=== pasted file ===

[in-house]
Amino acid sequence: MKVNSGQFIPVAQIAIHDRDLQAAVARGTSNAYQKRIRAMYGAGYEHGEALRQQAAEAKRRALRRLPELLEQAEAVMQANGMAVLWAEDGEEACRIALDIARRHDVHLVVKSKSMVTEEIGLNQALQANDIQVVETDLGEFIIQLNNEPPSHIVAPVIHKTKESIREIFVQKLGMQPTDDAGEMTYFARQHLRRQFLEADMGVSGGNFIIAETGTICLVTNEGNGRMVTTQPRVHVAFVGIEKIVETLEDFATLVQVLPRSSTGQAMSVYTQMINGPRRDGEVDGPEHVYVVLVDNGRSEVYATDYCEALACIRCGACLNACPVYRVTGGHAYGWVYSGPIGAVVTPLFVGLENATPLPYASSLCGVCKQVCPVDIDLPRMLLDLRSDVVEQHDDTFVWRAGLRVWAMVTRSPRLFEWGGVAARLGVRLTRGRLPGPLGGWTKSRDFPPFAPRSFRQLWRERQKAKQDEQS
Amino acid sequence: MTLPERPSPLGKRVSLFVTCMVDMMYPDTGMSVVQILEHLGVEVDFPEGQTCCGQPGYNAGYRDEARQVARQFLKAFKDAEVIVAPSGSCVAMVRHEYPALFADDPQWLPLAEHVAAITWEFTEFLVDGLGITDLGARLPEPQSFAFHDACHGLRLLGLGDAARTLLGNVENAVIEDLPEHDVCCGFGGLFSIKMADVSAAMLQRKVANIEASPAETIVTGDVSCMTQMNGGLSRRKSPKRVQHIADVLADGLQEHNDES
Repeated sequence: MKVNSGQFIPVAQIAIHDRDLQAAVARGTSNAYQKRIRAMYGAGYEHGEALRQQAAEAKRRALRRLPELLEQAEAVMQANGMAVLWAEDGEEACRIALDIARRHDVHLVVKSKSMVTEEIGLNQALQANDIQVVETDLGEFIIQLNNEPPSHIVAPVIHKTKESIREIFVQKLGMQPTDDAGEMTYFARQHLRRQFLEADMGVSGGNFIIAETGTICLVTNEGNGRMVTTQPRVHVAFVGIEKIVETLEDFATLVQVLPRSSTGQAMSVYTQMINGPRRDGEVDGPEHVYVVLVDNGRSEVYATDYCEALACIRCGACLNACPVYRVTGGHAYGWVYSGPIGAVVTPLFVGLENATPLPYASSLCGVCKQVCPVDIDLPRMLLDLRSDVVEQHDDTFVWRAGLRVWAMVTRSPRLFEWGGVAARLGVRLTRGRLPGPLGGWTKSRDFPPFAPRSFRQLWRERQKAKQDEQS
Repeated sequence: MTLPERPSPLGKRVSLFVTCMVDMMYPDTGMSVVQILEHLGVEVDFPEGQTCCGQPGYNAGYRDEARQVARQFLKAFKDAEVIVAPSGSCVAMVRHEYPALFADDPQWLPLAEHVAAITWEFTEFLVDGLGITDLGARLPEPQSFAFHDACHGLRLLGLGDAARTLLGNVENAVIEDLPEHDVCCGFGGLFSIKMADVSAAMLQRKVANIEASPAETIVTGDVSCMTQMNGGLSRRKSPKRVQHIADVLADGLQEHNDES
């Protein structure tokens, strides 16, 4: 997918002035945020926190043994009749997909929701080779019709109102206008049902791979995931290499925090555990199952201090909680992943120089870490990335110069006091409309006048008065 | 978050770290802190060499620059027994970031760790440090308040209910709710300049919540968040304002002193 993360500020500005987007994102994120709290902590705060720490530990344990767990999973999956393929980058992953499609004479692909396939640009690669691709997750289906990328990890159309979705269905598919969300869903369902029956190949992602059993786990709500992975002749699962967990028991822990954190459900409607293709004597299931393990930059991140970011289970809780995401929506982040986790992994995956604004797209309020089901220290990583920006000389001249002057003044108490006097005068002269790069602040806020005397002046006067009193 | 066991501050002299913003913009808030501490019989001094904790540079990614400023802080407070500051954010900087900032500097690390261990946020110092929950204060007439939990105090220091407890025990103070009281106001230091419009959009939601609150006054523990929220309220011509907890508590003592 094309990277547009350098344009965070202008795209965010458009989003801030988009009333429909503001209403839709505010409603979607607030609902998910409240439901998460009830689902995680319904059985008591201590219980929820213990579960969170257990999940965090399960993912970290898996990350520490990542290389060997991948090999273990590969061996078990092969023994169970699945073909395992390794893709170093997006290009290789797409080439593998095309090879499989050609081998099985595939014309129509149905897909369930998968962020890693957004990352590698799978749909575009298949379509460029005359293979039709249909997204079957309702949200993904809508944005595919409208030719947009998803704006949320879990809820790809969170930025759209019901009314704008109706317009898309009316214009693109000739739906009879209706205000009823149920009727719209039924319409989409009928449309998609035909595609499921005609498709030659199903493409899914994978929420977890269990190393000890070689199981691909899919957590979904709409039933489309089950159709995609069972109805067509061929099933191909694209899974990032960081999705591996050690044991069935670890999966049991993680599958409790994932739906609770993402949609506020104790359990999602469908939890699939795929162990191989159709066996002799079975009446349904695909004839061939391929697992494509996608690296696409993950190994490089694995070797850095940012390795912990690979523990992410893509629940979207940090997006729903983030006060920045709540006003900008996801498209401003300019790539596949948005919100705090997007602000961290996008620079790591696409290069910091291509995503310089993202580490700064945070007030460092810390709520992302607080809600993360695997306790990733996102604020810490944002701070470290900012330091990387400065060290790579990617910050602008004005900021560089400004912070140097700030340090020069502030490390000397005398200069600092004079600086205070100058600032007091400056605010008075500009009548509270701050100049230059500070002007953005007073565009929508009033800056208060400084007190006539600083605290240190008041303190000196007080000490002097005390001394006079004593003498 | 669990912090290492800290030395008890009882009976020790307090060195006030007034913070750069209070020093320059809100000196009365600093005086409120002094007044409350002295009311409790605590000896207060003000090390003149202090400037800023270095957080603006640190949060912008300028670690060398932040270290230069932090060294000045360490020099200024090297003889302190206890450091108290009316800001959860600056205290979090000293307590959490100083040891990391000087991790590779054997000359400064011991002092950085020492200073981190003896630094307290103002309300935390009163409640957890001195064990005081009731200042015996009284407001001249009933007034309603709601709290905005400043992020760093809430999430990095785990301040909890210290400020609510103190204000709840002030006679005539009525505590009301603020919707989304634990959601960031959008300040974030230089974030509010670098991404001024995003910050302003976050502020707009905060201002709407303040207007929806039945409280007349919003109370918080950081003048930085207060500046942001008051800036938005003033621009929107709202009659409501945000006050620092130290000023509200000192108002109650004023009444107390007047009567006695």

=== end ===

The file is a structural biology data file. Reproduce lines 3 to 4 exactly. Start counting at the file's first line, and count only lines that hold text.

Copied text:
Amino acid sequence: MTLPERPSPLGKRVSLFVTCMVDMMYPDTGMSVVQILEHLGVEVDFPEGQTCCGQPGYNAGYRDEARQVARQFLKAFKDAEVIVAPSGSCVAMVRHEYPALFADDPQWLPLAEHVAAITWEFTEFLVDGLGITDLGARLPEPQSFAFHDACHGLRLLGLGDAARTLLGNVENAVIEDLPEHDVCCGFGGLFSIKMADVSAAMLQRKVANIEASPAETIVTGDVSCMTQMNGGLSRRKSPKRVQHIADVLADGLQEHNDES
Repeated sequence: MKVNSGQFIPVAQIAIHDRDLQAAVARGTSNAYQKRIRAMYGAGYEHGEALRQQAAEAKRRALRRLPELLEQAEAVMQANGMAVLWAEDGEEACRIALDIARRHDVHLVVKSKSMVTEEIGLNQALQANDIQVVETDLGEFIIQLNNEPPSHIVAPVIHKTKESIREIFVQKLGMQPTDDAGEMTYFARQHLRRQFLEADMGVSGGNFIIAETGTICLVTNEGNGRMVTTQPRVHVAFVGIEKIVETLEDFATLVQVLPRSSTGQAMSVYTQMINGPRRDGEVDGPEHVYVVLVDNGRSEVYATDYCEALACIRCGACLNACPVYRVTGGHAYGWVYSGPIGAVVTPLFVGLENATPLPYASSLCGVCKQVCPVDIDLPRMLLDLRSDVVEQHDDTFVWRAGLRVWAMVTRSPRLFEWGGVAARLGVRLTRGRLPGPLGGWTKSRDFPPFAPRSFRQLWRERQKAKQDEQS